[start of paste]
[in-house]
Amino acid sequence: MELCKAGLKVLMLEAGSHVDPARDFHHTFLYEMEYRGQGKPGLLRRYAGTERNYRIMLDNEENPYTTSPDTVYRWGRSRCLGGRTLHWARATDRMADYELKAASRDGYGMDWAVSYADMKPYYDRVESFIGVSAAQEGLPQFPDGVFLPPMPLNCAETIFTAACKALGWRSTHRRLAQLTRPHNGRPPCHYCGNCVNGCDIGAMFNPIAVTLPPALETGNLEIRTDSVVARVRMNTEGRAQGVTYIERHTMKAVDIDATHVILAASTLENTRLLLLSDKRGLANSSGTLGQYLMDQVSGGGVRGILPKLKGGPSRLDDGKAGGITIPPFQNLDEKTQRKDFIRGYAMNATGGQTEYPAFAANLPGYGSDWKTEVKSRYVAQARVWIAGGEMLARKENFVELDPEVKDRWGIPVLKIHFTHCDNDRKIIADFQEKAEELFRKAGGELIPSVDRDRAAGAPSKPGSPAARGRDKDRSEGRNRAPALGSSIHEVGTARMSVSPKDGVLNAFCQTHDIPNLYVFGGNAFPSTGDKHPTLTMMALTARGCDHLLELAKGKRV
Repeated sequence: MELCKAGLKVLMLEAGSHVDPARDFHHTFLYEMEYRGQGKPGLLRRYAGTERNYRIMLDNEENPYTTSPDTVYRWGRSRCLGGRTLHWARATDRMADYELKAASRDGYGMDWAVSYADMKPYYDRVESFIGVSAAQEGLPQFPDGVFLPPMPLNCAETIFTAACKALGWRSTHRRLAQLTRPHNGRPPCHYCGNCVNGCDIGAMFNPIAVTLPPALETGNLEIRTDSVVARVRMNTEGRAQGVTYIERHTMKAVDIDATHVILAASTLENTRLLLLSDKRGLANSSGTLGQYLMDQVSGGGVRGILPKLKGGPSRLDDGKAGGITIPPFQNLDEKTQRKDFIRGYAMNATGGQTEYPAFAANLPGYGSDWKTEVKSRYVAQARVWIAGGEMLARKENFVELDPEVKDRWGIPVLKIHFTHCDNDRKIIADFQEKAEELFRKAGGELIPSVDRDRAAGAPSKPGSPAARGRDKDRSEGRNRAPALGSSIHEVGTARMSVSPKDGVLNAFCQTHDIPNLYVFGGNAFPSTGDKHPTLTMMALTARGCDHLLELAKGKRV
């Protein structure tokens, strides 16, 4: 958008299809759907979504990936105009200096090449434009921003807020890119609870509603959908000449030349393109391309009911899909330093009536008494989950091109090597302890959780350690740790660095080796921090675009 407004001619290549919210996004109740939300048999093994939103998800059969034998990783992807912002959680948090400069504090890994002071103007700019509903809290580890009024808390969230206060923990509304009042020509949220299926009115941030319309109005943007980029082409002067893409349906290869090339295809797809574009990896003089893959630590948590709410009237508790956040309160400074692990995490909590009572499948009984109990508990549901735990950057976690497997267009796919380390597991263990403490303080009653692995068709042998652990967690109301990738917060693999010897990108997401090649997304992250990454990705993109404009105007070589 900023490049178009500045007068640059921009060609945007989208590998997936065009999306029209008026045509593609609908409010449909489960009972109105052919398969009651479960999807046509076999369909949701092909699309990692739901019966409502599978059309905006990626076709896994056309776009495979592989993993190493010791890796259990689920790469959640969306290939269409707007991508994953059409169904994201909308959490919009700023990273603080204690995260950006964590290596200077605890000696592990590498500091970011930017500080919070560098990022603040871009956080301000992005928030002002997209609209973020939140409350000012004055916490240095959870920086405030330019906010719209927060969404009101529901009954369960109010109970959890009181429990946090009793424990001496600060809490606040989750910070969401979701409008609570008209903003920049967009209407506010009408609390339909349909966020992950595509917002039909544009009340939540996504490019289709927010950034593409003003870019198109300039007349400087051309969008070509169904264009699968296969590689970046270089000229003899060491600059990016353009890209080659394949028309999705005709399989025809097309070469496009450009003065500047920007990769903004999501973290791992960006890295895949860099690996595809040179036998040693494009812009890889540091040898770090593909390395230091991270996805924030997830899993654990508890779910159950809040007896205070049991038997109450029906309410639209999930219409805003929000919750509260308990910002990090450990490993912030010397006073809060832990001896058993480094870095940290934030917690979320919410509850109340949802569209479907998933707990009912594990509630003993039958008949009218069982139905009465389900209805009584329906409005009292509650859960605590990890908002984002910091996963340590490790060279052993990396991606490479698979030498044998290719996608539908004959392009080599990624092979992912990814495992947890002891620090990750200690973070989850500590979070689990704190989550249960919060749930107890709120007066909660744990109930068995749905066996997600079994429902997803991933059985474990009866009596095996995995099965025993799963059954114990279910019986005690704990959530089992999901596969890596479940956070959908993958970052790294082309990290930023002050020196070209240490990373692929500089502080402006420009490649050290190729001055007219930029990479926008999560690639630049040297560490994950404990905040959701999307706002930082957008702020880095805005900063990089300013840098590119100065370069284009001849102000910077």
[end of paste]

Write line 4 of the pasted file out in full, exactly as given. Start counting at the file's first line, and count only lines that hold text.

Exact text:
């Protein structure tokens, strides 16, 4: 958008299809759907979504990936105009200096090449434009921003807020890119609870509603959908000449030349393109391309009911899909330093009536008494989950091109090597302890959780350690740790660095080796921090675009 407004001619290549919210996004109740939300048999093994939103998800059969034998990783992807912002959680948090400069504090890994002071103007700019509903809290580890009024808390969230206060923990509304009042020509949220299926009115941030319309109005943007980029082409002067893409349906290869090339295809797809574009990896003089893959630590948590709410009237508790956040309160400074692990995490909590009572499948009984109990508990549901735990950057976690497997267009796919380390597991263990403490303080009653692995068709042998652990967690109301990738917060693999010897990108997401090649997304992250990454990705993109404009105007070589 900023490049178009500045007068640059921009060609945007989208590998997936065009999306029209008026045509593609609908409010449909489960009972109105052919398969009651479960999807046509076999369909949701092909699309990692739901019966409502599978059309905006990626076709896994056309776009495979592989993993190493010791890796259990689920790469959640969306290939269409707007991508994953059409169904994201909308959490919009700023990273603080204690995260950006964590290596200077605890000696592990590498500091970011930017500080919070560098990022603040871009956080301000992005928030002002997209609209973020939140409350000012004055916490240095959870920086405030330019906010719209927060969404009101529901009954369960109010109970959890009181429990946090009793424990001496600060809490606040989750910070969401979701409008609570008209903003920049967009209407506010009408609390339909349909966020992950595509917002039909544009009340939540996504490019289709927010950034593409003003870019198109300039007349400087051309969008070509169904264009699968296969590689970046270089000229003899060491600059990016353009890209080659394949028309999705005709399989025809097309070469496009450009003065500047920007990769903004999501973290791992960006890295895949860099690996595809040179036998040693494009812009890889540091040898770090593909390395230091991270996805924030997830899993654990508890779910159950809040007896205070049991038997109450029906309410639209999930219409805003929000919750509260308990910002990090450990490993912030010397006073809060832990001896058993480094870095940290934030917690979320919410509850109340949802569209479907998933707990009912594990509630003993039958008949009218069982139905009465389900209805009584329906409005009292509650859960605590990890908002984002910091996963340590490790060279052993990396991606490479698979030498044998290719996608539908004959392009080599990624092979992912990814495992947890002891620090990750200690973070989850500590979070689990704190989550249960919060749930107890709120007066909660744990109930068995749905066996997600079994429902997803991933059985474990009866009596095996995995099965025993799963059954114990279910019986005690704990959530089992999901596969890596479940956070959908993958970052790294082309990290930023002050020196070209240490990373692929500089502080402006420009490649050290190729001055007219930029990479926008999560690639630049040297560490994950404990905040959701999307706002930082957008702020880095805005900063990089300013840098590119100065370069284009001849102000910077």